How ‘Saturday Night Live’ Moved On After John Belushi’s Departure
Prior to the start of Saturday Night Live’s infamous late-'70s, early-'80s period that didn’t involve creator Lorne Michaels, the show was already in something of a downward spiral. Breakout star Chevy Chase had left, replaced by another future comedy legend in Bill Murray. Still, arguably the biggest blow to the show's foundation came when John Belushi departed.
Belushi, today an iconic figure in comedy and the SNL history books, saw his star rise significantly with the release of 1978’s Animal House. The movie was a massive hit, prompting the comedian to begin considering an exit from the sketch show. By season four in 1979, the wheels for a departure were in motion.
Things on set weren’t exactly friendly for Belushi by this time. He’d been fired and rehired by Michaels on several occasions due to drug use, even going so far as to snort cocaine during a live sketch.
“He had a big fat line, and there was that tight shot of him doing it. Lorne was very permissive for the most part and by that time, the network was staying away,” former writer Michael O’Donaghue later revealed. “Everyone thought it was white powder, but what kind of white powder can you snort like that?”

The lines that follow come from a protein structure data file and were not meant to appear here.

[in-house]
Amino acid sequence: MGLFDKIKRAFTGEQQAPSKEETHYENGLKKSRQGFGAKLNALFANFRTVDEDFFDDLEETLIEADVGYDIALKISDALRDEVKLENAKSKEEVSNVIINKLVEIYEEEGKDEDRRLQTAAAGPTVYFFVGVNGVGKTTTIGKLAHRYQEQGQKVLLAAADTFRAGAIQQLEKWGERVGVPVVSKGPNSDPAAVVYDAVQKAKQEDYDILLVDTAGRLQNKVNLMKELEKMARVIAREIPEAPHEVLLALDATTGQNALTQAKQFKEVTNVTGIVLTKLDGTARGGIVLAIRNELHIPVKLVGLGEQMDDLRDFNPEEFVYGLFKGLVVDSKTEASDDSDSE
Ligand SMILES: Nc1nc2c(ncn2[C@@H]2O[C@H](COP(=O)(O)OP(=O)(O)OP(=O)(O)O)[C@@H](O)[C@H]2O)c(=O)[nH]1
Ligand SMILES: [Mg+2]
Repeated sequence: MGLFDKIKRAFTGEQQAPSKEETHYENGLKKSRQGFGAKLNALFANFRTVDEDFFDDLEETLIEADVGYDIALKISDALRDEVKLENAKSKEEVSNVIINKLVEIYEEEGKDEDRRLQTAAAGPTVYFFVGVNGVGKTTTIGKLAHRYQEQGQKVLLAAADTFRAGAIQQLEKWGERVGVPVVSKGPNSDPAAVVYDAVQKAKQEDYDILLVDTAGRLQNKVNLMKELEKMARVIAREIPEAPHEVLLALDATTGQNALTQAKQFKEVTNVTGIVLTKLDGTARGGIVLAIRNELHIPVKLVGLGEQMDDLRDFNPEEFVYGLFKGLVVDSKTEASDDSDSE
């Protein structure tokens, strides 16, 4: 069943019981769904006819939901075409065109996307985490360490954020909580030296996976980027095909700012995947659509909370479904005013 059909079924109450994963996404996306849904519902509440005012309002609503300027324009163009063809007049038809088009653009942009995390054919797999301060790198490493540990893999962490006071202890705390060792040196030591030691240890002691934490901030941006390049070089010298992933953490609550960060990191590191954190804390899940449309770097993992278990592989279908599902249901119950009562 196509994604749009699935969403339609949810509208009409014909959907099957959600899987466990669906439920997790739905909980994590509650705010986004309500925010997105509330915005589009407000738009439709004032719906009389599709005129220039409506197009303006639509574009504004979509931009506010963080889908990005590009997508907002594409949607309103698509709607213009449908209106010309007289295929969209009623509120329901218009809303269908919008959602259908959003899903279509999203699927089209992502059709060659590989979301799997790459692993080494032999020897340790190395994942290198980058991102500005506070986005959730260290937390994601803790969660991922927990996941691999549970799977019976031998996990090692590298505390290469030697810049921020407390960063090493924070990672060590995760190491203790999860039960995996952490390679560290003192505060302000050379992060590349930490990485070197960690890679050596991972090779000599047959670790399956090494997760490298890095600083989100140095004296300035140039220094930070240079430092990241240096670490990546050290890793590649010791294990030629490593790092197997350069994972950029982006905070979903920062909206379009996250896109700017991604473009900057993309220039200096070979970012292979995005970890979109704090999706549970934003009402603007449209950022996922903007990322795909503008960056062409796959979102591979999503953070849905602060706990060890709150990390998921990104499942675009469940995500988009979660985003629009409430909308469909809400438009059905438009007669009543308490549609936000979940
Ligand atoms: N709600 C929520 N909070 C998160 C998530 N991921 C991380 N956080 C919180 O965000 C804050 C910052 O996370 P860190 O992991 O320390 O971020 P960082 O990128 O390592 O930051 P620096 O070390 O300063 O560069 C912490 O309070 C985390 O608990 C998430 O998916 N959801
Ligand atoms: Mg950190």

SNL wasn’t always a comfortable environment for Belushi either, as the comedian’s late wife Judith Belushi Pisano later revealed in the biography Belushi. Early on in his tenure, some of the other cast members targeted him for personal amusement.
“They had a private school, put-down kind of humour, and John was an easy mark. He was from the midwest, he was overweight, he hadn’t graduated from college, he was ethnic – no, even better, he was Albanian. This was all good fodder,” Pisano said.
With the success of Animal House, Belushi found himself switching between projects at a rapid pace, which began—along with his increased substance abuse—to impact his focus and performance on the show. There was some resentment on the part of the cast and crew, who would ultimately get used to Belushi being a no-show at rehearsals.
“I do remember that the phrase 'Where’s John?' was said as frequently in rehearsals as 'Live from New York, it’s Saturday Night,'" writer Anne Beatts recalled. “But that was really in rehearsal. He would be late. He would be erratic, but at eleven thirty he was on, no matter what.”
The final episode of season four aired on May 26, 1979, with Buck Henry hosting and Bette Midler as musical guest. It was Belushi’s last time ever on the show.
Belushi and his SNL and Blues Brothers cohort Dan Akroyd left the show at the same time, which some close to the situation perceived as a strategic move on Belushi’s part. The overall reaction, according to writer Jim Downey, was one of outrage.
“We knew John was leaving, but the real shock was Danny. We didn’t find out until the last minute that he was going, and people were a little angry with Belushi for luring him away,” Downey said in Belushi.
One person who wasn’t as personally affected by Belushi leaving was Michaels, who Henry said seemed unfazed by the two major cast departures.